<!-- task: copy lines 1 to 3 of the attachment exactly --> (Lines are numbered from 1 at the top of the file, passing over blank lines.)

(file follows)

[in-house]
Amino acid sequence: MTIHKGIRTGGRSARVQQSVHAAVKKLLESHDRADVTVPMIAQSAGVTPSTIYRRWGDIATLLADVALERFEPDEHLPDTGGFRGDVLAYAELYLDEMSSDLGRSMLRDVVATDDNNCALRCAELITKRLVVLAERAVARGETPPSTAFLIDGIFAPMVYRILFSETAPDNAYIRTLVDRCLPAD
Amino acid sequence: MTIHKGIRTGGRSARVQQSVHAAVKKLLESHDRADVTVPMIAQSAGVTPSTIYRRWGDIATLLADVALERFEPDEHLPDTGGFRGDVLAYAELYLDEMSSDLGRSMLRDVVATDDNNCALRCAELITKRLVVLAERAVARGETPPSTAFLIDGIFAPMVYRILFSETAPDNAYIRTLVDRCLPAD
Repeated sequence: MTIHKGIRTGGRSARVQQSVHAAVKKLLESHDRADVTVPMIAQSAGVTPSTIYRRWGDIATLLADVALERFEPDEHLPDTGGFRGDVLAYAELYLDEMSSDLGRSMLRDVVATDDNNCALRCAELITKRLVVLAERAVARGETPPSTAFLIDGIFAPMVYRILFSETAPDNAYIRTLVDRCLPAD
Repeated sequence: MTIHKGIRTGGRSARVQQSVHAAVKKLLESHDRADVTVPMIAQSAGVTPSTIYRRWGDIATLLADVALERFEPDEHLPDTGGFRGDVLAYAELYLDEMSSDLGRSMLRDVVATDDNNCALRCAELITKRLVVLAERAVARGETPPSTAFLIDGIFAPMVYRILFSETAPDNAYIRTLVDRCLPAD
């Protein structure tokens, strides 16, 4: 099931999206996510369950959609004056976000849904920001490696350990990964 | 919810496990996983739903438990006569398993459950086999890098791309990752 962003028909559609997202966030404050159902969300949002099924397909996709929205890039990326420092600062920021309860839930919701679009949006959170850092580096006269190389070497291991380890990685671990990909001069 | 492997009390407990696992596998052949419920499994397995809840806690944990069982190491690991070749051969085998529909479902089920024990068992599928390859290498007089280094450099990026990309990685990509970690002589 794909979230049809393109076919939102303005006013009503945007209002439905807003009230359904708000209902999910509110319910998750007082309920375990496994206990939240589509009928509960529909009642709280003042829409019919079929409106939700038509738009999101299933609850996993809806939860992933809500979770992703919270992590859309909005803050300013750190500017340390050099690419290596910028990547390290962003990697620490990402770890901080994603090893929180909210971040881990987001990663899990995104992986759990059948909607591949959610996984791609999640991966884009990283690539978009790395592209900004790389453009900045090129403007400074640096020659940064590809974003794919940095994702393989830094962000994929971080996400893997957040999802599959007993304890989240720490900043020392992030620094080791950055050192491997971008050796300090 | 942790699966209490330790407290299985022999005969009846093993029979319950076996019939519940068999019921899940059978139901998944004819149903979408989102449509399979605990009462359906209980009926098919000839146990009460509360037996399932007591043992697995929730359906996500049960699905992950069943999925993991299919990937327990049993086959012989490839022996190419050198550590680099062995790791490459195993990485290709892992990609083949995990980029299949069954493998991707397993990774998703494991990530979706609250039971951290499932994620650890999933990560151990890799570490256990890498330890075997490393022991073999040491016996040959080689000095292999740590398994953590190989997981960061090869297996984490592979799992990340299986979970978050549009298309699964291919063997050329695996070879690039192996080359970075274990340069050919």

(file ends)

[in-house]
Amino acid sequence: MTIHKGIRTGGRSARVQQSVHAAVKKLLESHDRADVTVPMIAQSAGVTPSTIYRRWGDIATLLADVALERFEPDEHLPDTGGFRGDVLAYAELYLDEMSSDLGRSMLRDVVATDDNNCALRCAELITKRLVVLAERAVARGETPPSTAFLIDGIFAPMVYRILFSETAPDNAYIRTLVDRCLPAD
Amino acid sequence: MTIHKGIRTGGRSARVQQSVHAAVKKLLESHDRADVTVPMIAQSAGVTPSTIYRRWGDIATLLADVALERFEPDEHLPDTGGFRGDVLAYAELYLDEMSSDLGRSMLRDVVATDDNNCALRCAELITKRLVVLAERAVARGETPPSTAFLIDGIFAPMVYRILFSETAPDNAYIRTLVDRCLPAD